I’ve spoken to so many people who apologize for being weak. They say stuff like “I knew I was weak, but I didn’t realize just how out of shape I really was” or “I’m so sorry I am unable to keep up“. Or they say stuff like “I can’t” because they believe they are not supposed to experience such weakness. The truth is “THEY CAN”, but it’s going to be hard. Unfortunately, people often walk away with their head hanging, discouraged at their bodies difficulty to perform the way they had hoped – feeling like a failure, instead of realizing their need for weakness.
PICK YOUR CHIN UP! If you are doing what you are supposed to, you should feel weakness. You HAVE to feel weakness in order to get stronger.
If I bang out 12 overhead presses with ease, I am not getting stronger. I am only demonstrating my EXISTING strength. That’s when I know I need to add weight. When I do 12 reps, but the last 4-5 are really challenging to finish (and maybe the last 1 or 2 seem nearly impossible), THAT’s when I’m changing my body.
This principle applies in many ways. For example, you don’t become a better musician by continuing to play music you have already mastered. You get better by trying more difficult pieces. If you can finish the piece without a mistake, you are not challenging yourself enough. If you are not challenging yourself, you are not improving. You are simply performing. You MUST fail before you succeed. Sadly, no one likes to fail. So, as a result, many people avoid failure (or experiencing any kind of weakness) at all cost – and only do what they are currently good at and currently strong enough to handle.
I’ve failed over and over and over again in my life and that is why I succeed. Michael Jordan
I don’t like extreme cardio. I do Kickboxing and LiveXFit because I know I need it. Feel free to take a class with me, or follow me online at LiveExercise to see for yourself – I can GUARANTEE you will see me reach failure (and it ain’t pretty!). However, I do it because I know it will make me stronger, better and healthier. I’d prefer to run, but I can already run. I’d prefer to rest more between exercises, but that won’t improve my cardio and conditioning. So I huff and puff my way through each workout, just hoping I can make it through.
Do I enjoy failing? Do I enjoy feeling weak? NO! I hate it, BUT I realize it’s a requirement for getting stronger. If I want to get stronger, I have to experience those weak moments.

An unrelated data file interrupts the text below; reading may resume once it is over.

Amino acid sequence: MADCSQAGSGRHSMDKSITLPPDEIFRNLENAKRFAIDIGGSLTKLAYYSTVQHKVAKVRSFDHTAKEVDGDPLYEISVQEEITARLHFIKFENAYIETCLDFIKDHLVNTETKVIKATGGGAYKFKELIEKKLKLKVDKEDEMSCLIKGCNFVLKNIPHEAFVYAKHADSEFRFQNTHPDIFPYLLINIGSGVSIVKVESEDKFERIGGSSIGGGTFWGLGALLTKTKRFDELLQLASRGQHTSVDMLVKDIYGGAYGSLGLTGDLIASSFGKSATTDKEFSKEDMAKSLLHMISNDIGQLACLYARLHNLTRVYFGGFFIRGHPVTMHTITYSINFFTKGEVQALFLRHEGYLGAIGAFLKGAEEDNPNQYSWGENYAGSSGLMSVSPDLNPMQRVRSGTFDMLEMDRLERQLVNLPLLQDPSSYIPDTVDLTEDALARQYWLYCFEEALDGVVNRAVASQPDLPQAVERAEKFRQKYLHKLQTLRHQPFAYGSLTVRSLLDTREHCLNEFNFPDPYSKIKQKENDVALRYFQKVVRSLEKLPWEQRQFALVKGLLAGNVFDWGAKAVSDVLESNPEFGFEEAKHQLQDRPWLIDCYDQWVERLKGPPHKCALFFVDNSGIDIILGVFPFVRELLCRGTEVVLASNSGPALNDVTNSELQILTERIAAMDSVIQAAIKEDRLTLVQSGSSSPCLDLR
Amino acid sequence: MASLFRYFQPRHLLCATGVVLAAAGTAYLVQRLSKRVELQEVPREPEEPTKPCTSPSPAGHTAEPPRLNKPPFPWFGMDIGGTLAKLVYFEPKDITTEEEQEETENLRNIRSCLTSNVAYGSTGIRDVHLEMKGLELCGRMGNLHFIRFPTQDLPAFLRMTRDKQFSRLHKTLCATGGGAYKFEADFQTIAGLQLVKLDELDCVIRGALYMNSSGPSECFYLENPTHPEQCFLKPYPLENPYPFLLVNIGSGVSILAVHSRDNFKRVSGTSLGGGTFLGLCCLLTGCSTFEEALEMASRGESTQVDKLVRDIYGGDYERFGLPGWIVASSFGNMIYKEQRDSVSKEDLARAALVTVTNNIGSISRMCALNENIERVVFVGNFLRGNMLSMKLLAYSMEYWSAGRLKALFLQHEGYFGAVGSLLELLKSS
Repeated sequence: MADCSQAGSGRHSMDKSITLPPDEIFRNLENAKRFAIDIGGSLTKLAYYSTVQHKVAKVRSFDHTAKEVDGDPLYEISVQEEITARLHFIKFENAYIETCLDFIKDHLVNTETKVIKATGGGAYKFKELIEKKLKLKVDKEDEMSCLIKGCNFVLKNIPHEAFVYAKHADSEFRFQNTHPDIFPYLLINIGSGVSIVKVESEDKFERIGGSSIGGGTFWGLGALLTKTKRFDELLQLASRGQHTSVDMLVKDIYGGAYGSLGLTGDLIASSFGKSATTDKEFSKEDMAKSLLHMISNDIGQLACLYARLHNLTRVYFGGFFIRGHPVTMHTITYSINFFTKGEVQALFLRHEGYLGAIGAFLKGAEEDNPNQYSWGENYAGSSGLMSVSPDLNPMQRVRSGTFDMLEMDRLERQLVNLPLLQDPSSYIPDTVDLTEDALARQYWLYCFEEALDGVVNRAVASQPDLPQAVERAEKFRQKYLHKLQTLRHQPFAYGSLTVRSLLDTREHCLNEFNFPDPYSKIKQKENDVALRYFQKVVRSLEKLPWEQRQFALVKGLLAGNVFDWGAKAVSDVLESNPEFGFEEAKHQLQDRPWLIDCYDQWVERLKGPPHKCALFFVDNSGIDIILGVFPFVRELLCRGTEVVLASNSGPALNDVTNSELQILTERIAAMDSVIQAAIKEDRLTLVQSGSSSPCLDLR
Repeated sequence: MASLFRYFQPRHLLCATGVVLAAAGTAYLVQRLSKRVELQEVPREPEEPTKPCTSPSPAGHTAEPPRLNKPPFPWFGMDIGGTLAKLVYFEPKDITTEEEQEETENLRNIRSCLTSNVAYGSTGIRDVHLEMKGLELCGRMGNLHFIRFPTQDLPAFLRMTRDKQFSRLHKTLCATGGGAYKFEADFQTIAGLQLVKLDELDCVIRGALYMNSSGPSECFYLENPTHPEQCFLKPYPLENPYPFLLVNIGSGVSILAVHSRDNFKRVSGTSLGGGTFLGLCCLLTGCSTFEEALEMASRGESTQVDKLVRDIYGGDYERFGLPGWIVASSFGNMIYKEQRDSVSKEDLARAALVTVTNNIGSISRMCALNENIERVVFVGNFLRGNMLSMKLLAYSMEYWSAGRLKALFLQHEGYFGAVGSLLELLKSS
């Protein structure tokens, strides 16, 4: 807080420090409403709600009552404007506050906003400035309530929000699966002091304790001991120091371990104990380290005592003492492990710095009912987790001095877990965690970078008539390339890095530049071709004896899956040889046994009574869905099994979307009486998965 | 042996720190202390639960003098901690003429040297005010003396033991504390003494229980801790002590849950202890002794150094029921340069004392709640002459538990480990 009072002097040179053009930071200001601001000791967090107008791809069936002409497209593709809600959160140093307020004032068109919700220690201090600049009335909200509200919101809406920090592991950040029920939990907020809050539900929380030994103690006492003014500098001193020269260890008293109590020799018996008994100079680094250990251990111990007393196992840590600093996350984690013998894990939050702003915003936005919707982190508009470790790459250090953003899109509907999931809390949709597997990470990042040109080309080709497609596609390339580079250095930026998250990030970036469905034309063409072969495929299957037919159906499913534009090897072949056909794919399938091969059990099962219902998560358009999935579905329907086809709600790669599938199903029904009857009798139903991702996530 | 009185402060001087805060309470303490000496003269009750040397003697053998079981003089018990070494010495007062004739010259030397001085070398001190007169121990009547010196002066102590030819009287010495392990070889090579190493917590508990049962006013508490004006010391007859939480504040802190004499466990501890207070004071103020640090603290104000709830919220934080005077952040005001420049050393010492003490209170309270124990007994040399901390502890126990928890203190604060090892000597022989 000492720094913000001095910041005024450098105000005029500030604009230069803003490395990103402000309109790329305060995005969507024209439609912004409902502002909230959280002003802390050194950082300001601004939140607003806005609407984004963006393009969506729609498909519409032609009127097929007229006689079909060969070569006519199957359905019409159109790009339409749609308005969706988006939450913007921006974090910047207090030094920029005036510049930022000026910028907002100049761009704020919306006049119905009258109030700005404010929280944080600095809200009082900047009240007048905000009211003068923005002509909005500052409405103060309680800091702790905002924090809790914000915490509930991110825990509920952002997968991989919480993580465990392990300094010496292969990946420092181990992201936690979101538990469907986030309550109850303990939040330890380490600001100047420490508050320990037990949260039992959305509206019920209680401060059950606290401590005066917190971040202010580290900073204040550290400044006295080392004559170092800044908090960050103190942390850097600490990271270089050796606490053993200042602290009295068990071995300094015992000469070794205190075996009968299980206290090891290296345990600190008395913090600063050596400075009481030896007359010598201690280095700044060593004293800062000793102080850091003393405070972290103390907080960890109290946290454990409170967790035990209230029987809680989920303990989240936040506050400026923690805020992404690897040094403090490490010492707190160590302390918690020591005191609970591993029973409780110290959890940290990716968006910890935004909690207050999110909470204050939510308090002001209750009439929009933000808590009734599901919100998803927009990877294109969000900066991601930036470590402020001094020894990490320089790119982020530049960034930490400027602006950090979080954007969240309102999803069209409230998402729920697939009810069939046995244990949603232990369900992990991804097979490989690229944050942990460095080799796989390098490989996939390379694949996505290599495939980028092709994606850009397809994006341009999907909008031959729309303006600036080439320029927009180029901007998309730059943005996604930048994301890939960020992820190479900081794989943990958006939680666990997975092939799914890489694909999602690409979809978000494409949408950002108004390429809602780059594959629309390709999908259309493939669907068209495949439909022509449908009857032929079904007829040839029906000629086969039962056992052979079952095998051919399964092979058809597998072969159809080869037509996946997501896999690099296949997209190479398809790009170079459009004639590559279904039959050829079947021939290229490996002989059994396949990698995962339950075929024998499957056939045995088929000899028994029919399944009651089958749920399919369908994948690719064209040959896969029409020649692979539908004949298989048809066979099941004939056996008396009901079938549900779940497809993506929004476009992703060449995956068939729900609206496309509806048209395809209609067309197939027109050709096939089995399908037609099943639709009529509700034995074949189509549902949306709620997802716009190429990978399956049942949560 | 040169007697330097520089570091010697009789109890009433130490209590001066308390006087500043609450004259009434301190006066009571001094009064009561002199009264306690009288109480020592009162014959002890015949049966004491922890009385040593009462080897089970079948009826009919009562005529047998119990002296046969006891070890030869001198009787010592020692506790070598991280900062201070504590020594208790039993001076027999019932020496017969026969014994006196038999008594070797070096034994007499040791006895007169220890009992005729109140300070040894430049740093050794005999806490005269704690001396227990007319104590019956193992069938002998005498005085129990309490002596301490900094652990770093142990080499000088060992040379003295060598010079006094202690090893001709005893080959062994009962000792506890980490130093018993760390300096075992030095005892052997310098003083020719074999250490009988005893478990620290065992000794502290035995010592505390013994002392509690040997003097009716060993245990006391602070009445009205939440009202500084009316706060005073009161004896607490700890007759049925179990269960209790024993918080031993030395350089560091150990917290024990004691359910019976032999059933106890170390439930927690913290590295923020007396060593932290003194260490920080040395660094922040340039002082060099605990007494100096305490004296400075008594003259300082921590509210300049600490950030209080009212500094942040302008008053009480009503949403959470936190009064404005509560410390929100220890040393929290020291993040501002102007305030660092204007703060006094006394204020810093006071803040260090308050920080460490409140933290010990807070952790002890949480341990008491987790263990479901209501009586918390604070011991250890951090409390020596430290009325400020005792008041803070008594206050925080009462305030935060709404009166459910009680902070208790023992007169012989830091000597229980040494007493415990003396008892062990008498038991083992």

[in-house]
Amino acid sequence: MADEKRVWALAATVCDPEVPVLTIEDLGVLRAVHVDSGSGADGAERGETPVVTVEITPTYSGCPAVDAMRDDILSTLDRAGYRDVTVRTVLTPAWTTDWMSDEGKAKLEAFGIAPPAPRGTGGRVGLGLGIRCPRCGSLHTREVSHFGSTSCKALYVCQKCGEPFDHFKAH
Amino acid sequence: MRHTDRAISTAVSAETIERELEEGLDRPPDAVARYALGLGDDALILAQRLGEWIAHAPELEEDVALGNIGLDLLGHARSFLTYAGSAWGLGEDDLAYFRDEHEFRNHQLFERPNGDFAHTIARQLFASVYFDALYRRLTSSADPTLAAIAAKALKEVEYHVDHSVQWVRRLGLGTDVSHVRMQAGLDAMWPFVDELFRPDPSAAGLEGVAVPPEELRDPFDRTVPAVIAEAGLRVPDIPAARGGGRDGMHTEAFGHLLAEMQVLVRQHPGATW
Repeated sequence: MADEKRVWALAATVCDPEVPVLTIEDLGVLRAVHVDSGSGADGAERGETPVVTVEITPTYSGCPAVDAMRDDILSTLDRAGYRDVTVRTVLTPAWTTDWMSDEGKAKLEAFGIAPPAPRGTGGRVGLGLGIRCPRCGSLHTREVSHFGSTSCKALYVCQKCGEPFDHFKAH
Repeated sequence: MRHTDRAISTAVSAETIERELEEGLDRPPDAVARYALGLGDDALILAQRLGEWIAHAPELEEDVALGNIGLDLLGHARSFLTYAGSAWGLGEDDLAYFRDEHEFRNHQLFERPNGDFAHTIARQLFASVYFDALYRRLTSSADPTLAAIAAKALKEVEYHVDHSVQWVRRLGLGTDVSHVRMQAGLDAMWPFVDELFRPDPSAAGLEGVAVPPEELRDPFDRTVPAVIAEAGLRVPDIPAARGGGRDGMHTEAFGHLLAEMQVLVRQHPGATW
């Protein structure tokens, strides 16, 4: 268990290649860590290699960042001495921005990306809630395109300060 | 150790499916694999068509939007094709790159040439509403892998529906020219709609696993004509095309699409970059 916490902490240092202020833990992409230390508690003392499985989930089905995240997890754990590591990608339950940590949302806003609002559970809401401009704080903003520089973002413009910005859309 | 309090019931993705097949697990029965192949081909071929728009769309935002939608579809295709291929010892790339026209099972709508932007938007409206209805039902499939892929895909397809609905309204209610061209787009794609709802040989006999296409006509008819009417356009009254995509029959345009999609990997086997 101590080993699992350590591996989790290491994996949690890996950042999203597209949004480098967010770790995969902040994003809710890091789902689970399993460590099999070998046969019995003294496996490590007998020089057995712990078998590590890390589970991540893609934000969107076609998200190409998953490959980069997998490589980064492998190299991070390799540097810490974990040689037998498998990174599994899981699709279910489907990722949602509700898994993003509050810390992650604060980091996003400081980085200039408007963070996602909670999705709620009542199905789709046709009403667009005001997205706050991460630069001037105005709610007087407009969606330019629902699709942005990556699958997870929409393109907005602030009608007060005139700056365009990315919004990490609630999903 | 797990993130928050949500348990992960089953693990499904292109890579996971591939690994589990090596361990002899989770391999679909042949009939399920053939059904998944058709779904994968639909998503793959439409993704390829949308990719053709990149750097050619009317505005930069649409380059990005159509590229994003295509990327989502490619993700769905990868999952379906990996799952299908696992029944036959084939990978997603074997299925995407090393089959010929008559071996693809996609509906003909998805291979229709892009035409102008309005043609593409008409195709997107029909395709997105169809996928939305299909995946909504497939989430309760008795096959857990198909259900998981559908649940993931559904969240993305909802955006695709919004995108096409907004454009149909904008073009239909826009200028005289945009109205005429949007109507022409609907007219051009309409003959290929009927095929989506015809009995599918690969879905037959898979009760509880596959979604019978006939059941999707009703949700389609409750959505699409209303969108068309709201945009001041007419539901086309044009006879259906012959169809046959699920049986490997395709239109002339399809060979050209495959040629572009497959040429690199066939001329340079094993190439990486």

So, celebrate your weakness. Celebrate reaching failure as long as you don’t give up! It’s in that weakness you are made stronger. 🙂
Do you have muscles you hate to train? Why do you hate that body part or exercise? Normally it’s because that’s a weak area, or that particular exercise is hard for us.
When something is tough, we tend to avoid it. And, when we are great at something, we tend to do it more. That’s how runners get trapped into only running, or body builders get hooked into only lifting. People simply like doing what they are good at.
That sounds harmless at first, until you realize what you are really doing. You are neglecting your weak areas. For me, my weak spots are legs and flexibility. For many women, it’s upper body strength. For many men, it’s cardio. For some people, a weakness is something they just aren’t good at – like aerobics or something that takes coordination – but avoiding it is not the answer.
Practice makes perfect – and working what’s weak will eventually make you strong.
My mom recently shared something with me that I think many of us can learn from. She was nice enough to let me share her story with you in hopes it could help others – and I’m sure it will.
“Over the past couple of years, I had noticed that my legs seemed weak, and the range that my legs could bend, and still be strong, was diminishing. For example, getting out of a low car, standing up from the bath tub, and even getting up off the potty was becoming a challenge. I couldn’t even squat from a standing position! This was a girl that played softball for years and could once do a split to catch a ball and keep my foot on first base!!!